17. Learning strategies

    36% Skill level

    Figuring out the best way to teach or learn something new.

  18. Mathematics

    36% Skill level

    Using maths to solve problems.

  19. Management of personnel resources

    34% Skill level

    Motivating, developing, and directing people as they work, and choosing the best people for the job.

  20. Systems evaluation

    30% Skill level

    Measuring how well a system is working and how to improve it.

Abilities

Workers use these physical and mental abilities.

  1. Oral comprehension

    57% Skill level

    Listen to and understand what people say.

  2. Oral expression

    57% Skill level

    Communicate by speaking.

  3. Near vision

    54% Skill level

    See details that are up-close (within a few feet).

  4. Written comprehension

    54% Skill level

    Read and understand written information.

  5. Problem spotting

    52% Skill level

    Notice when something is wrong or is likely to go wrong, even if you can't solve the problem.

  6. Deductive reasoning

    52% Skill level

    Use general rules to find answers or solve problems logically.

  7. Written expression

    50% Skill level

    Write in a way that people can understand.

  8. Sorting or ordering

    50% Skill level

    Order or arrange things in a pattern or sequence (e.g., numbers, letters, words, pictures, mathematical operations).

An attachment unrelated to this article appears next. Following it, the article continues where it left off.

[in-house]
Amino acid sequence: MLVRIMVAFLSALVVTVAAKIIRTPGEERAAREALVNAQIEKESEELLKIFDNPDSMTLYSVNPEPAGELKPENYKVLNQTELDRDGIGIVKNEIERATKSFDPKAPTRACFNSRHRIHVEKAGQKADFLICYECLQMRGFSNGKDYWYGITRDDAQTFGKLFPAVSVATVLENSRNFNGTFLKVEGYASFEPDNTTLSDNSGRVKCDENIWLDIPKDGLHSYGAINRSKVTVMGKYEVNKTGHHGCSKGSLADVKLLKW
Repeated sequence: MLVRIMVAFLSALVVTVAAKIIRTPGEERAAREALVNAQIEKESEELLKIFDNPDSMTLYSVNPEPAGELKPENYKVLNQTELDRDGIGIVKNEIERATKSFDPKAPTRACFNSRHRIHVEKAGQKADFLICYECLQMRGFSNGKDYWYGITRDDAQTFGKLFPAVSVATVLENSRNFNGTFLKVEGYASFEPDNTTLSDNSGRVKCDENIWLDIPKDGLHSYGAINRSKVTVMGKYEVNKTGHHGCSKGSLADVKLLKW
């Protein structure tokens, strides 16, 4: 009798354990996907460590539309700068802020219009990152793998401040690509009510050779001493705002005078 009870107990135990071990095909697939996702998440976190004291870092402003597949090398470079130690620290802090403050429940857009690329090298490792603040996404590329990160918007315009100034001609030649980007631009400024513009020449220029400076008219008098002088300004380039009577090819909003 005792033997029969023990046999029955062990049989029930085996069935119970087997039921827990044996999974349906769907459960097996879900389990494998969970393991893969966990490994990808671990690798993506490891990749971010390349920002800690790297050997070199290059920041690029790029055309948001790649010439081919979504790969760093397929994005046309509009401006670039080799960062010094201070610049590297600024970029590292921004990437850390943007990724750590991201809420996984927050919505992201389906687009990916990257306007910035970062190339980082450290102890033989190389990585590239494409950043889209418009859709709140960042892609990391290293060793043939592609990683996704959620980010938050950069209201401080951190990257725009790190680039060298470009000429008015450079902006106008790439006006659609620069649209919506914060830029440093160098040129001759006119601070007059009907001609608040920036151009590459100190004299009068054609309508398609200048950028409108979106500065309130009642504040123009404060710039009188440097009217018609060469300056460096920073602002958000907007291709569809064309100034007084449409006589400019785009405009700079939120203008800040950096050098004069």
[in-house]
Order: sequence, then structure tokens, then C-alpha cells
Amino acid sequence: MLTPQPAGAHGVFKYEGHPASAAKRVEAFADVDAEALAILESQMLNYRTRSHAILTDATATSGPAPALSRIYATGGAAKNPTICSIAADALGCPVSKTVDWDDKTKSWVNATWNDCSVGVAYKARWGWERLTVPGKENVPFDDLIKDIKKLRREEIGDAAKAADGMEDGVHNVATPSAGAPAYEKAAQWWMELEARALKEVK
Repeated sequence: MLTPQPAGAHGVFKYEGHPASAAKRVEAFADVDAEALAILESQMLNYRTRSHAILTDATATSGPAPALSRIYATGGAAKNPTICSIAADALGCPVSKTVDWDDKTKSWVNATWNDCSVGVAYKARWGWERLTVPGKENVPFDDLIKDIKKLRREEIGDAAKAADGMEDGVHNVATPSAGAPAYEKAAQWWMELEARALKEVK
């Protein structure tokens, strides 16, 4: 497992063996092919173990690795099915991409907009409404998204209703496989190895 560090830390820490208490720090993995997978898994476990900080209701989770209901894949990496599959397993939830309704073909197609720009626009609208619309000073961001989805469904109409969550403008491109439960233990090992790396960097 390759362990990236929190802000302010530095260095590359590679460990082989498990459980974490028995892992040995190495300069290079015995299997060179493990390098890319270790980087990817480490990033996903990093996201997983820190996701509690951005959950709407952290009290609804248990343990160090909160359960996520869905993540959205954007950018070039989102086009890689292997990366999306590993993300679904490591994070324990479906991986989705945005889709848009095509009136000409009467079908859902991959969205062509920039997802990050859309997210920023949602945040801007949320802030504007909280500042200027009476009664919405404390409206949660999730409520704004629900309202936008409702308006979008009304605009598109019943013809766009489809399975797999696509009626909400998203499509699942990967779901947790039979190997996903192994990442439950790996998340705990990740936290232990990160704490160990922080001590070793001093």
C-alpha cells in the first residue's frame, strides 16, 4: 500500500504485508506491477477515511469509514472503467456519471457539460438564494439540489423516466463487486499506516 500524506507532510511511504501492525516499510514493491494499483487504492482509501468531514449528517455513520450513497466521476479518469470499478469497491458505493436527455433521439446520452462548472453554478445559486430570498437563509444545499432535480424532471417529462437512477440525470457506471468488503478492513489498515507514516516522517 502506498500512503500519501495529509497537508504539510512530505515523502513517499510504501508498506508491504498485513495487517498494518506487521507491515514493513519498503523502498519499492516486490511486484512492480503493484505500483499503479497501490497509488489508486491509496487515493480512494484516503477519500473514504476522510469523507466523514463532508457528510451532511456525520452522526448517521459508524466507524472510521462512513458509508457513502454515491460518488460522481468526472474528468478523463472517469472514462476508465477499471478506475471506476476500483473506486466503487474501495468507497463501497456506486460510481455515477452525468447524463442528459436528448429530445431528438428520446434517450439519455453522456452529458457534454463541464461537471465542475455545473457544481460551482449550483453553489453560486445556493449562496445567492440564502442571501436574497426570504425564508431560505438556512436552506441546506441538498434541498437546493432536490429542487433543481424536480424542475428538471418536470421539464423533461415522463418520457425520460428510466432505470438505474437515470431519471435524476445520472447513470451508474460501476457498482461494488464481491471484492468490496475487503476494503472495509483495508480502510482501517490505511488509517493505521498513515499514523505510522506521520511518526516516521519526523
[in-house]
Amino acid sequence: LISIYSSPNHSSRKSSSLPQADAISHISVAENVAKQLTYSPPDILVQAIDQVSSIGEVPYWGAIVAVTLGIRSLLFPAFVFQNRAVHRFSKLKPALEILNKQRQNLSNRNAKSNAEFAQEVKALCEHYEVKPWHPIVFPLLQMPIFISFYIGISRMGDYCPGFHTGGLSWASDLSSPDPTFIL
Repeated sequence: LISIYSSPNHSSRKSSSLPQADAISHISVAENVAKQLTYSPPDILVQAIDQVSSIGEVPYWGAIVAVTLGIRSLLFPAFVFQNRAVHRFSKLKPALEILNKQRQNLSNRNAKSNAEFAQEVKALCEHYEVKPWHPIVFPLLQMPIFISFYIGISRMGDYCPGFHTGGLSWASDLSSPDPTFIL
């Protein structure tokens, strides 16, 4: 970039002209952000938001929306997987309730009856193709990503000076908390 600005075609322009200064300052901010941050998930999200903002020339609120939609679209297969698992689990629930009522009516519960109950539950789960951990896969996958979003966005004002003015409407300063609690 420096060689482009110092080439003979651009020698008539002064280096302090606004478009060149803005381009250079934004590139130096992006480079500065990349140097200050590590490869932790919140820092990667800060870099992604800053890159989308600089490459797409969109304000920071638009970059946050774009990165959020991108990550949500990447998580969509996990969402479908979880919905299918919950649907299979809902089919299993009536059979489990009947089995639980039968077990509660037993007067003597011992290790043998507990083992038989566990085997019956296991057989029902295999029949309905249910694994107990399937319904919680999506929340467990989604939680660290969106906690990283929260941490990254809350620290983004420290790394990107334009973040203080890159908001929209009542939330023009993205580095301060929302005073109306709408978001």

9. Inductive reasoning

    46% Skill level

    Use lots of detailed information to come up with answers or make general rules.

  10. Speech recognition

    46% Skill level

    Identify and understand the speech of another person.

  11. Speech clarity

    43% Skill level

    Speak clearly so others can understand you.

  12. Categorising

    43% Skill level

    Come up with different ways of grouping things.

  13. Selective attention

    43% Skill level

    Pay attention to something without being distracted.

  14. Brainstorming

    41% Skill level

    Come up with a number of ideas about a topic, even if the ideas aren't very good.

  15. Perceptual speed

    41% Skill level

    Use your eyes to quickly compare groups of letters, numbers, pictures, or other things.

  16. Working with numbers

    41% Skill level

    Add, subtract, multiply, or divide.

  17. Far vision

    39% Skill level

    See details that are far away.

  18. Originality

    39% Skill level

    Come up with unusual or clever ideas, or creative ways to solve a problem.

  19. Visualization

    37% Skill level

    Imagine how something will look after it is moved around or changed.

  20. Mathematics

    36% Skill level

    Choose the right maths method or formula to solve a problem.

Activities

These are kinds of activities workers regularly do in this job.

  1. Planning and prioritising work

    69% Skill level

    Deciding on goals and putting together a detailed plan to get the work done.

  2. Collecting and organising information

    62% Skill level

    Compiling, coding, categorizing, calculating, tabulating, auditing, or checking information or data.

  3. Monitoring people, processes and things

    62% Skill level

    Checking objects, actions, or events, and keeping an eye out for problems.

  4. Communicating within a team

    61% Skill level

    Giving information to co-workers by telephone, in writing, or in person.

  5. Building good relationships

    61% Skill level

    Building good working relationships and keeping them over time.

  6. Keeping your knowledge up-to-date

    60% Skill level

    Keeping up-to-date with technology and new ideas.